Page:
The four-year-old has been living with her father in Oklahoma after spending the first two years of her life with the Capobiancos. In addition to two South Carolina courts and the U.S. Supreme Court, the case has gone before judges in eight different Oklahoma courts.”

Okla. court lifts stay in Veronica case, giving Capobiancos chance to take her

{Native American Times 9/23/13 by LENZY KREHBIEL-BURTON]


See the Capobianco fans and news sources on Twitter :

Stand Our Ground for Veronica Brown Facebook:

“Baby Veronica’s biological family handed over the 4-year-old girl Monday night, giving her back to the adoptive parents, multiple sources told the Tulsa World.

The child’s transfer of custody has not been confirmed on the record by Cherokee officials or any family members.

Dusten Brown’s attorney, Clark Brewster, confirmed that the Brown family was negotiating the possibility of giving up the girl late Monday.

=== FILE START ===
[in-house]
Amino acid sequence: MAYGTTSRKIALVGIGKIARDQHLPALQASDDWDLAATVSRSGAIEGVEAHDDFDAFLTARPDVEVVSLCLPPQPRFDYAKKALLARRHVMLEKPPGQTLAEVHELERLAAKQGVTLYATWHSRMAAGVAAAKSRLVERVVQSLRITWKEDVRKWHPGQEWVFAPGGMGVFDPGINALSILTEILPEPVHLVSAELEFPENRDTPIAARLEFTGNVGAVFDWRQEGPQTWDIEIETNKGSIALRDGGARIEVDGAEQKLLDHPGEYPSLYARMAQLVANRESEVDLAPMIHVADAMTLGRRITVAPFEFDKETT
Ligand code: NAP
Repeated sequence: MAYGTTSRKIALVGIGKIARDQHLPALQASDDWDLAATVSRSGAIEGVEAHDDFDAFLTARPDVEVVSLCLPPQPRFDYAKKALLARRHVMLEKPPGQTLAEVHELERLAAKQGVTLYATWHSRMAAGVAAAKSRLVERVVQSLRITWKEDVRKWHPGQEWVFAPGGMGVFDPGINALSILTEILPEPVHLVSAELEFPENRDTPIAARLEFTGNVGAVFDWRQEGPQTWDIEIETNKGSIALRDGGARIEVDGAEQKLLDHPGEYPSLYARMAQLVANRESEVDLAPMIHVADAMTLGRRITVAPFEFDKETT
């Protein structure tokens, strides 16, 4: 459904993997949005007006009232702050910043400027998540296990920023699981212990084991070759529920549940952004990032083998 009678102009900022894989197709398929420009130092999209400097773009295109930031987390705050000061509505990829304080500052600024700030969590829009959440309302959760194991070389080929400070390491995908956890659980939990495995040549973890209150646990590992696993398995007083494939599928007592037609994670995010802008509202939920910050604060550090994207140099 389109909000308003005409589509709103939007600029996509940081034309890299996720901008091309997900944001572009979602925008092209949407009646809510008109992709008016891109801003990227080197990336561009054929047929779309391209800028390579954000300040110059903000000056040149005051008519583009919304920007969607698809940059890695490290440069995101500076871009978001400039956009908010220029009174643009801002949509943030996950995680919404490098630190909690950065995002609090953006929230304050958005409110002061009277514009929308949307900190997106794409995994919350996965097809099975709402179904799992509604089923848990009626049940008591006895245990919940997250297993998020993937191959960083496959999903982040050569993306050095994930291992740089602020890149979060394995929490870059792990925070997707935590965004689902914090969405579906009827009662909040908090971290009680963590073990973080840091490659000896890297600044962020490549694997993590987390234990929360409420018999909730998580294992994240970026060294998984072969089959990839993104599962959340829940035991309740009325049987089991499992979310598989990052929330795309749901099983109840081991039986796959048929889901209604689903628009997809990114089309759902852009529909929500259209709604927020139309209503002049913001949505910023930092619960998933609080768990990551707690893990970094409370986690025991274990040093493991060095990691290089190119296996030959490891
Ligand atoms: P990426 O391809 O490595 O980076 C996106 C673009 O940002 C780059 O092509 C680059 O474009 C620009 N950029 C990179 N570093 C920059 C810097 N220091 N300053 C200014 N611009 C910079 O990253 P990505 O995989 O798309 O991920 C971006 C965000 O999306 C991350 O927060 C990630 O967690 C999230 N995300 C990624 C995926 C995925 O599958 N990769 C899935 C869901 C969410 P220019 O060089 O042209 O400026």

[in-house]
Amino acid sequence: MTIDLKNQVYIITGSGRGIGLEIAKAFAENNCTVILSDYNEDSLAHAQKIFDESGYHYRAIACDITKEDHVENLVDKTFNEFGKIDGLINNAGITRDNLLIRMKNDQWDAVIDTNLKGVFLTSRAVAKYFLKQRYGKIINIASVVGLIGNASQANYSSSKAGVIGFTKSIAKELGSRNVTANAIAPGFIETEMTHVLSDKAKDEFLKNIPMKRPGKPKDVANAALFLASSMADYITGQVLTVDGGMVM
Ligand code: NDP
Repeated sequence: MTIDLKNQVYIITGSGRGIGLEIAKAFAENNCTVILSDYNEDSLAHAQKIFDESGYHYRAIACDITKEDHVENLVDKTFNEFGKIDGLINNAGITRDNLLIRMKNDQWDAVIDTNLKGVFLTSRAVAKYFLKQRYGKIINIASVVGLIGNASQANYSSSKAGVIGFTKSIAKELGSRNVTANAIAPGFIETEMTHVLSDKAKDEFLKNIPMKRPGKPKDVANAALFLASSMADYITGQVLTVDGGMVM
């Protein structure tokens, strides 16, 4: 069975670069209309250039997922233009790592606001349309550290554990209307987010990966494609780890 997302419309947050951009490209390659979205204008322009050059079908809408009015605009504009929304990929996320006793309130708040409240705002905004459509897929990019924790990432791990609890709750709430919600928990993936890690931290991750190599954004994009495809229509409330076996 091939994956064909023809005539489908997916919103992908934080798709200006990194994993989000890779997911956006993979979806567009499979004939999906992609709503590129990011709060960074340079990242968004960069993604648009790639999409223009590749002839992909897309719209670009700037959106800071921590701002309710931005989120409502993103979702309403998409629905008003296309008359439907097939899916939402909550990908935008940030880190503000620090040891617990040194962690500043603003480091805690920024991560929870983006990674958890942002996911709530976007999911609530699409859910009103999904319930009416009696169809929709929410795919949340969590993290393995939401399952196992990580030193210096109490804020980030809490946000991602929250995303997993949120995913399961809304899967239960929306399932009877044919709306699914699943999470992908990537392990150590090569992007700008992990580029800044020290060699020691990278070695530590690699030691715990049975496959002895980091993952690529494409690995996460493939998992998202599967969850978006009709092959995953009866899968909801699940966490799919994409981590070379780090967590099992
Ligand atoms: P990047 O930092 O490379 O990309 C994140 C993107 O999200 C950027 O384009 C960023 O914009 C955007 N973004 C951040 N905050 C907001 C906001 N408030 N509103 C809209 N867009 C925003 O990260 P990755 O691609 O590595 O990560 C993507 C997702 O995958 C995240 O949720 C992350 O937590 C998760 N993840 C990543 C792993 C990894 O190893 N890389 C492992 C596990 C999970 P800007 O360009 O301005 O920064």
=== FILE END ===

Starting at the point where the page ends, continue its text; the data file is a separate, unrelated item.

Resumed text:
With supporters gathering near the scene, Cherokee Nation marshals are stationed at intersections, with media and about 20 onlookers — some with signs of support for Brown — being kept about 100 yards away from the house.

Earlier in the day, after a week of negotiations failed to reach a settlement between the biological father and the adoptive parents, the Oklahoma Supreme Court cleared the way to send Veronica to South Carolina.

It’s not clear what prompted the possible handover Monday night, after Brown’s representatives had promised earlier in the day to continue pursuing legal options to keep the girl.

Brewster had confirmed that the girl may be handed over late Monday to Matt and Melanie Capobianco, who would take her back to South Carolina.”

Source: Capobiancos take custody tonight of Veronica from biological father

[Tulsa World 9/23/13 by Michael Overall]

REFORM Puzzle Pieces




See the rest of our coverage herewith the most comprehensive post here.

Standing Our Ground for Veronica Brown Facebook group says “They came in with armed Federal Marshalls. 6 unmarked cars. 9 marked and 2 SUVs and took her as she was screaming to stay and as an ambulance took her grandfather who didn’t get to say goodbye because he had a heartattack.” Twitter feed says Veronica was screaming “I don’t want to go! I don’t want to go!”


Statement from Cherokee Nation Attorney General